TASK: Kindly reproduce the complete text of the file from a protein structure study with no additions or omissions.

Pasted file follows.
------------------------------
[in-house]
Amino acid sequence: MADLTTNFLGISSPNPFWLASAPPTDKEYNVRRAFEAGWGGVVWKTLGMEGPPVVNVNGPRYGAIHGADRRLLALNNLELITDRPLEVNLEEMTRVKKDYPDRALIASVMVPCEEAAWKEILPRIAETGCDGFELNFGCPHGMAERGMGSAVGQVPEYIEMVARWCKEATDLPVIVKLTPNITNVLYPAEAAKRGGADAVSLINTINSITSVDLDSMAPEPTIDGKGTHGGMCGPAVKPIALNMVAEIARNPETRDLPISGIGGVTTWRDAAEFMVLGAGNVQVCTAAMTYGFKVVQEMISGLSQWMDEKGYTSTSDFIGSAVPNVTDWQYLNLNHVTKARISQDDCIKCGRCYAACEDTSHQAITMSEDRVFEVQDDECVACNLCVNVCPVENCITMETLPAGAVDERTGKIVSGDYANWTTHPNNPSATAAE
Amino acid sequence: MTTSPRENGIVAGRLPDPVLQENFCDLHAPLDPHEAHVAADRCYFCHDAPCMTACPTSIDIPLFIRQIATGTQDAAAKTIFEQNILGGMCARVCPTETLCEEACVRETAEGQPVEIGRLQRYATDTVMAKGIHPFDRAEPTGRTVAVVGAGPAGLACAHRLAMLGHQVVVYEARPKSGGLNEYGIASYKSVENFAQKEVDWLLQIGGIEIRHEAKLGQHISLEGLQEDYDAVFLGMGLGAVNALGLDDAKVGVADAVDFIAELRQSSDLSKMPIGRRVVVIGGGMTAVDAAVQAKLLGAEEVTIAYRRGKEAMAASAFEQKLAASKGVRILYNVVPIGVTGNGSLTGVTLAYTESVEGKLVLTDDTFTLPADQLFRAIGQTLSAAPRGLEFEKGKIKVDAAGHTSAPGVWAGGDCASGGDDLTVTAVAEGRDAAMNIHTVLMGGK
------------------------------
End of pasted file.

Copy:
[in-house]
Amino acid sequence: MADLTTNFLGISSPNPFWLASAPPTDKEYNVRRAFEAGWGGVVWKTLGMEGPPVVNVNGPRYGAIHGADRRLLALNNLELITDRPLEVNLEEMTRVKKDYPDRALIASVMVPCEEAAWKEILPRIAETGCDGFELNFGCPHGMAERGMGSAVGQVPEYIEMVARWCKEATDLPVIVKLTPNITNVLYPAEAAKRGGADAVSLINTINSITSVDLDSMAPEPTIDGKGTHGGMCGPAVKPIALNMVAEIARNPETRDLPISGIGGVTTWRDAAEFMVLGAGNVQVCTAAMTYGFKVVQEMISGLSQWMDEKGYTSTSDFIGSAVPNVTDWQYLNLNHVTKARISQDDCIKCGRCYAACEDTSHQAITMSEDRVFEVQDDECVACNLCVNVCPVENCITMETLPAGAVDERTGKIVSGDYANWTTHPNNPSATAAE
Amino acid sequence: MTTSPRENGIVAGRLPDPVLQENFCDLHAPLDPHEAHVAADRCYFCHDAPCMTACPTSIDIPLFIRQIATGTQDAAAKTIFEQNILGGMCARVCPTETLCEEACVRETAEGQPVEIGRLQRYATDTVMAKGIHPFDRAEPTGRTVAVVGAGPAGLACAHRLAMLGHQVVVYEARPKSGGLNEYGIASYKSVENFAQKEVDWLLQIGGIEIRHEAKLGQHISLEGLQEDYDAVFLGMGLGAVNALGLDDAKVGVADAVDFIAELRQSSDLSKMPIGRRVVVIGGGMTAVDAAVQAKLLGAEEVTIAYRRGKEAMAASAFEQKLAASKGVRILYNVVPIGVTGNGSLTGVTLAYTESVEGKLVLTDDTFTLPADQLFRAIGQTLSAAPRGLEFEKGKIKVDAAGHTSAPGVWAGGDCASGGDDLTVTAVAEGRDAAMNIHTVLMGGK